You know, that sounds kind of dirty …

GymnospermI spent quite a bit of time, several years ago, teaching first-year biology labs and when this word came up in the botany section, it would always draw a few muffled snickers from the crowd.

It’s not really all that surprising. Gymnosperm is kind of a funny word; makes me think of some smarmy guy who hangs out at fitness centres, trying to pick up women. Of course, it’s nothing of the sort. Like many scientific terms, it is of Greek origin and basically means ‘naked seed.’

In technical terms, Gymnosperms are a group of seed-bearing plants whose seeds are not contained within an ovary.  The most commonly-known members of this group are the conifers. Here in the north woods, we have a lot of different gymnosperms: spruce (pictured here), pine, tamarack and firs.

So, what exactly do they mean by naked seeds?

In other vascular plants, like flowers, broad-leaved trees and pretty much everything else out there but mosses and ferns, developing seeds are protected inside a closed chamber called an ovary. Instead, gymnosperm seeds are formed on specialized leaves known as sporophylls, which ultimately become the scales of the cones we know so well. Although they are somewhat protected by cones, the scales usually hang open, leaving the seeds exposed, naked.

The rest of the seed-bearing plants out there do things a little differently.  They fall into a group known as angiosperms. In these plants, the seed is kept safe and sound inside the aforementioned ovary, which, once fertilized, becomes the fruit of the plant. As we all know from experience, that fruit comes in all manner of shapes and sizes from the winged seeds of a maple tree to a giant watermelon.

So, what’s the difference? Why should having a naked seed matter?

Having your seeds exposed makes you more vulnerable to the effects of the elements. Seeds that are out in the open are much more likely to dry out or be damaged in some other way. By keeping their seeds inside a protective core, angiosperms can withstand a wider scope of environments, allowing them to exploit more niches. This is why angiosperms have diversified into the most successful group of plants in the world, with possibly over 260,000 species.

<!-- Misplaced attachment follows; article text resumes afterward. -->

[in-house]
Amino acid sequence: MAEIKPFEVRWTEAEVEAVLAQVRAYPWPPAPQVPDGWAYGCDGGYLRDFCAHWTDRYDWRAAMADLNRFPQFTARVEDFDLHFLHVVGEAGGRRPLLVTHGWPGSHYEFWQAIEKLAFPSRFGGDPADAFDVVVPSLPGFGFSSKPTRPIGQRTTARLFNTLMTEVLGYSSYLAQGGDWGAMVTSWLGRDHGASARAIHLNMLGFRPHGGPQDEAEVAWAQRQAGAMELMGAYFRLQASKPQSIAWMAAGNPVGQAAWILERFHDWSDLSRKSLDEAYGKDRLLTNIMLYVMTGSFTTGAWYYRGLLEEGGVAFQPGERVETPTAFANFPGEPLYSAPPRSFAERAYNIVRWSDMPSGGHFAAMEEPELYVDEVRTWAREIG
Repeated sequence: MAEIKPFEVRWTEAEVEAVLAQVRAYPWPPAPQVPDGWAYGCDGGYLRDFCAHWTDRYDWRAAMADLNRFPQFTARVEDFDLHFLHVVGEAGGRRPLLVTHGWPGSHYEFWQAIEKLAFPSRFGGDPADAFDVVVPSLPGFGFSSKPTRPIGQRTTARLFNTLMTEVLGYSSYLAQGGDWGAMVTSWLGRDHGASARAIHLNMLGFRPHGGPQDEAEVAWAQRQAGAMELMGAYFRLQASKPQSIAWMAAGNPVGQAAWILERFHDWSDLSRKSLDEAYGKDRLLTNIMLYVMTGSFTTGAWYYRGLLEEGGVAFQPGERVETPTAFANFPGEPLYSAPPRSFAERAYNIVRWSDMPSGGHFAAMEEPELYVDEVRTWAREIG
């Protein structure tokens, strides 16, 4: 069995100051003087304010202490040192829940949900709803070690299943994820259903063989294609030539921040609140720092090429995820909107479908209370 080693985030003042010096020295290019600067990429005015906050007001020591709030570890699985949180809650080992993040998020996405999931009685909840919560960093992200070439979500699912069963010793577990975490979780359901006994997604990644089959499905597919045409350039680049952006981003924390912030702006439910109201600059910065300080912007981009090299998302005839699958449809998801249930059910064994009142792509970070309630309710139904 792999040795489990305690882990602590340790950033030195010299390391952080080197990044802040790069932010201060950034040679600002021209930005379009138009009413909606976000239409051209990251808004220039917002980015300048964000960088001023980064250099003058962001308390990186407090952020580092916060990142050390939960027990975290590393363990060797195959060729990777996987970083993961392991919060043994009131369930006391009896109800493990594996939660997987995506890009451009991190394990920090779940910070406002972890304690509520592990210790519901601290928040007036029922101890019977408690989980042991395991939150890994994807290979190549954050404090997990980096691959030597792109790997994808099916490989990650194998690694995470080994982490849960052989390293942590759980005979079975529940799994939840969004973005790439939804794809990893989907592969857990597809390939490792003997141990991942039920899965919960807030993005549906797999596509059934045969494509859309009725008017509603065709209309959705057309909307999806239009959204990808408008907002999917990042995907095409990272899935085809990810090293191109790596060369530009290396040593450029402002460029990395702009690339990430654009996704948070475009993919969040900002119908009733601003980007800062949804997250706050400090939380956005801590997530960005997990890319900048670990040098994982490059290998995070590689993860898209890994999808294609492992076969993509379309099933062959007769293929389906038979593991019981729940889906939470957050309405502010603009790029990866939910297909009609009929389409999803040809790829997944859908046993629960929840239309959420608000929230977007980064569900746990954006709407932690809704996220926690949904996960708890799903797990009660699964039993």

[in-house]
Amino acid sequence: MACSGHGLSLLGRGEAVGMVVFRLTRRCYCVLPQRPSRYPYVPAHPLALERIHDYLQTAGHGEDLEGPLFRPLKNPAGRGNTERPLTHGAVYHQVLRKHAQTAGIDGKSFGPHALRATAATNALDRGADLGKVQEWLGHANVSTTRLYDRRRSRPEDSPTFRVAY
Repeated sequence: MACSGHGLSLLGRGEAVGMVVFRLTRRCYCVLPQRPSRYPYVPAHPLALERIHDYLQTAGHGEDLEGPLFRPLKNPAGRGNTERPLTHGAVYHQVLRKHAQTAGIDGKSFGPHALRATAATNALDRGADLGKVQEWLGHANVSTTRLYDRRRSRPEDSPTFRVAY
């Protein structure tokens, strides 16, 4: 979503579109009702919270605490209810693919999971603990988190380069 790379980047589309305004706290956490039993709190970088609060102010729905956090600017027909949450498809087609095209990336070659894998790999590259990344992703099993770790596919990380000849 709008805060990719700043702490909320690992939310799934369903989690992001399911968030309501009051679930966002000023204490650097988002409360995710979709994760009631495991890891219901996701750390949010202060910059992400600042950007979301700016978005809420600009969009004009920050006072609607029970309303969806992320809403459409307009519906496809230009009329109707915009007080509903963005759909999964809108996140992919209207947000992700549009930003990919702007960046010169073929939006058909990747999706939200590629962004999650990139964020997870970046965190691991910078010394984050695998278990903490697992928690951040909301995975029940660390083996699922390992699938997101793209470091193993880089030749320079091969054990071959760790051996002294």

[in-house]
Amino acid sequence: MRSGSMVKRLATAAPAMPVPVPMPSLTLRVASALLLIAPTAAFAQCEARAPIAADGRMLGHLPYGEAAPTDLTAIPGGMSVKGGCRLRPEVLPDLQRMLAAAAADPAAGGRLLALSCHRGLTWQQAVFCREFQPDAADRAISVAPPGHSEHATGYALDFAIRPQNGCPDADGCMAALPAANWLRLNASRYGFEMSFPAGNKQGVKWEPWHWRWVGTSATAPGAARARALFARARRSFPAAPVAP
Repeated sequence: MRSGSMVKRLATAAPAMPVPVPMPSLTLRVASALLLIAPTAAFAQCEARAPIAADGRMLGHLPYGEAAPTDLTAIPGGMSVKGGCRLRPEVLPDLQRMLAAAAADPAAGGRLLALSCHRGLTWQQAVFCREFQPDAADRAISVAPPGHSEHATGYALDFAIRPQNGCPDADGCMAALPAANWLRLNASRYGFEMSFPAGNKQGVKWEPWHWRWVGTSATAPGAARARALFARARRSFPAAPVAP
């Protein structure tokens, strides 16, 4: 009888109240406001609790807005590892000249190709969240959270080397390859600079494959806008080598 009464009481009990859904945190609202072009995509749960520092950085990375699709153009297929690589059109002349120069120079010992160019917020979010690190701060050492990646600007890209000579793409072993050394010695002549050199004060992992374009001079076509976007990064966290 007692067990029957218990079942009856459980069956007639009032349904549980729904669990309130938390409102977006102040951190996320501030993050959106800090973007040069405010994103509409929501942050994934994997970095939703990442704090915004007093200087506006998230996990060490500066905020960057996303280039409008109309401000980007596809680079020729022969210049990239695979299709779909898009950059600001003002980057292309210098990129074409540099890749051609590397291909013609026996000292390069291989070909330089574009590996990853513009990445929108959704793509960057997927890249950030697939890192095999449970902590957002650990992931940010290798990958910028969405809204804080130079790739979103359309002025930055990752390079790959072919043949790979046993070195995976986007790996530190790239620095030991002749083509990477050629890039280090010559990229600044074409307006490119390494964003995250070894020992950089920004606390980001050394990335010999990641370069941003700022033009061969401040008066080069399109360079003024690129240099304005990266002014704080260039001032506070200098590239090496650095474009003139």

Still, gymnosperms have been very successful in many places. Look at the boreal forest. In its northern reaches especially, they are the dominant tree species. The tallest living plant and the oldest single living organism are both gymnosperms. It’s all about making the most of what you have and when you do that in the right environment, you can’t help but flourish.

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6 thoughts on “You know, that sounds kind of dirty …

  1. You are a natural teacher, Heather. You explain things so clearly and really so enjoyably. Smarmy guys indeed! 🙂 Love your artwork as well, so earthy and tactile.

    • Hi Cindy,
      Sorry for the delay in responding. I haven’t been near my computer for longer than 5 mins since the weekend. I am very honoured by your recommendation. Being very new to the blogging world, it means a lot to me. I however, don’t think that I can complete the task. As I am new, I don’t think I could compile a list of 15 blogs to recommend at the moment. That, and I’m incredibly backed-up on work these days that I really must refocus for a while.
      Still, I want to thank you very much for your encouragement and hope at some point I can return the favour.

      • No worries, Heather! I completely understand. I wish I was more disciplined with my time. That took a lot more than I though it would and of course there were other things I should have been doing. I don’t regret it, however. It was nice to be able to recommend your blog and others.

        By the way. I could never before have pulled the word ‘gymnosperm’ out of my hat, but like I said you have a gift. Out walking yesterday I suddenly pictured your smarmy guy – and there it was! As a bonus, ‘angiosperm’ came right along with it. Thank you!

  2. Heather, thank you for explaining the nitty-gritty of gymnosperms and angiosperms. The vulnerability of their naked seeds is just another reason why gymnosperms are so amazing to me.

    • Hi Amy-Lynn. I’m glad the explanation worked for you. It’s been a while since I taught the subject and had to give myself a bit of refresher course. Gymonosperms are pretty amazing when you think about it. I’m sure that vulnerability is a large part in why they produce so many cones.

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